- International pressure is mounting on North Korea when it comes to human rights abuses
- Defectors share their stories of hunger, imprisonment
- North Korea comments on Senate CIA report, accusing America of "inhuman" acts
Starvation. Execution. Imprisonment. Rape. Torture.
In a human rights report, these can seem like distant concepts or dry statistics, but when told by the people who experience them first hand, they take on new meaning.
That is why U.S. officials invited two young North Korean defectors to address a crowd at the State Department on Wednesday -- to share their personal experiences of abuse at the hands one of the world's most notorious regimes.
Yeonmi Park's family was part of North Korea's ruling elite. Her early life was comfortable, and her family even enjoyed access to smuggled Hollywood films and South Korean television shows. From these, Park said, she learned how different life could be in other places, and she started to feel more repressed by the government's rules.
"I remember wanting to be like Julia Roberts after watching the Pretty Woman," Park said. "But in North Korea, the regime restricts even what I can wear, so instead I made paper dolls and I made the clothes that I wanted to wear for them."
When she was nine years old, Park remembers that one of friend's mothers was arrested for sharing DVDs and was publicly executed. The experience, she said, shocked her.
Many people in her world participated in the underground economy, including her father, a government official. In 2004, he was arrested for illegal trading, and was severely beaten. Park and her mother were ostracized, and fled to China where they underwent further hardships as one of countless North Korean immigrants, and she saw her mother raped.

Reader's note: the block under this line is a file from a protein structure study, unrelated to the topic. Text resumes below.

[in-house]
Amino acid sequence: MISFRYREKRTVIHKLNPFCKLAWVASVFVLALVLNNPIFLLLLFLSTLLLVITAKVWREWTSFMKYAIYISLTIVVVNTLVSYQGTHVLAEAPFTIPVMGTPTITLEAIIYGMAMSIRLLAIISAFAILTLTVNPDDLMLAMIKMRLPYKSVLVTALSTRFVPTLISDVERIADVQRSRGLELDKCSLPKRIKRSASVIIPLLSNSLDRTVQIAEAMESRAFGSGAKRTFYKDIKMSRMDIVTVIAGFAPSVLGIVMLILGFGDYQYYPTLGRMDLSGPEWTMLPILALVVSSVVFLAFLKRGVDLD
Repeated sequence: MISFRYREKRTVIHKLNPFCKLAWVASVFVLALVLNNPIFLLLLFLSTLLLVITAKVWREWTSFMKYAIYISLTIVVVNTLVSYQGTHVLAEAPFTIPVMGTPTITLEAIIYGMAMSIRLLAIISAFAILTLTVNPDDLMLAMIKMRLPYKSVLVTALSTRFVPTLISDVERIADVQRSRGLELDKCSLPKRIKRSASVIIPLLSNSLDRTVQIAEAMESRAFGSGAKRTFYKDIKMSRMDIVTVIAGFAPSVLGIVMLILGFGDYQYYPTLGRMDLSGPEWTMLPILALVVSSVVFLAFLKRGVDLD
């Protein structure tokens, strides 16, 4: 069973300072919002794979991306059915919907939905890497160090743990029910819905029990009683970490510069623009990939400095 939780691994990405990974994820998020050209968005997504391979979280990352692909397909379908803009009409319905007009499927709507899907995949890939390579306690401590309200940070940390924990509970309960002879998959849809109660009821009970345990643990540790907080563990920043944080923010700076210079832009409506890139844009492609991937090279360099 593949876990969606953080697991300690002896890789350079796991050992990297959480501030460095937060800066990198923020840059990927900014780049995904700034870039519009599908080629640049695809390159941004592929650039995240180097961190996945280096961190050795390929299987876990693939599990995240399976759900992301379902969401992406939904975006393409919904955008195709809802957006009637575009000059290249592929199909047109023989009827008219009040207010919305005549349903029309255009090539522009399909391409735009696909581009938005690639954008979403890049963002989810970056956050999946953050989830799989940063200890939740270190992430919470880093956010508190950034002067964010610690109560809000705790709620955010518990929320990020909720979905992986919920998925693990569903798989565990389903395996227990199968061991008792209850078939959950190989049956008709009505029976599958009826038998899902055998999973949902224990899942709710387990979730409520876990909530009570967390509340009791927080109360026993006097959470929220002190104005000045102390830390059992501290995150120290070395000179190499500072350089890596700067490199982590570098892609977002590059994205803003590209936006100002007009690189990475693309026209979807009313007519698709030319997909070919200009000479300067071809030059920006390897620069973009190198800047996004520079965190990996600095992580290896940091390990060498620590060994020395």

After a harrowing journey on foot to Mongolia, they finally made it to South Korea, where Park is now a university student.
Joseph Kim also grew up new the China-North Korea border.
After famine hit the region, Kim's family struggled to find enough food to eat.
"Hunger is humiliation," Kim told the audience at the State Department. "Hunger is hopelessness."
He watched his father die of starvation, after which his mother and sister left for China to find work.
"At the time I was so young and naive it never occurred to me that it might -- they might never be able to make it back," said Kim.
He never saw his sister again.
His mother sold his sister to a man in China, thinking her fate there would be less cruel than a life back in North Korea.
"This is my first time saying that in public," Kim said Wednesday after relaying the story, "mostly because I was afraid that people would judge my mom for what she did."
"But I realized this is an important part of my story, that I hope illustrates how difficult and desperate the life is," Kim continued, "and how many North Korean mothers were forced to make this kind of heartbreaking decision."
The event at the State Department is just the latest in a string of events aimed at drawing attention towards North Korea's dismal human rights record, as the international community works towards shaming, and potentially prosecuting officials there.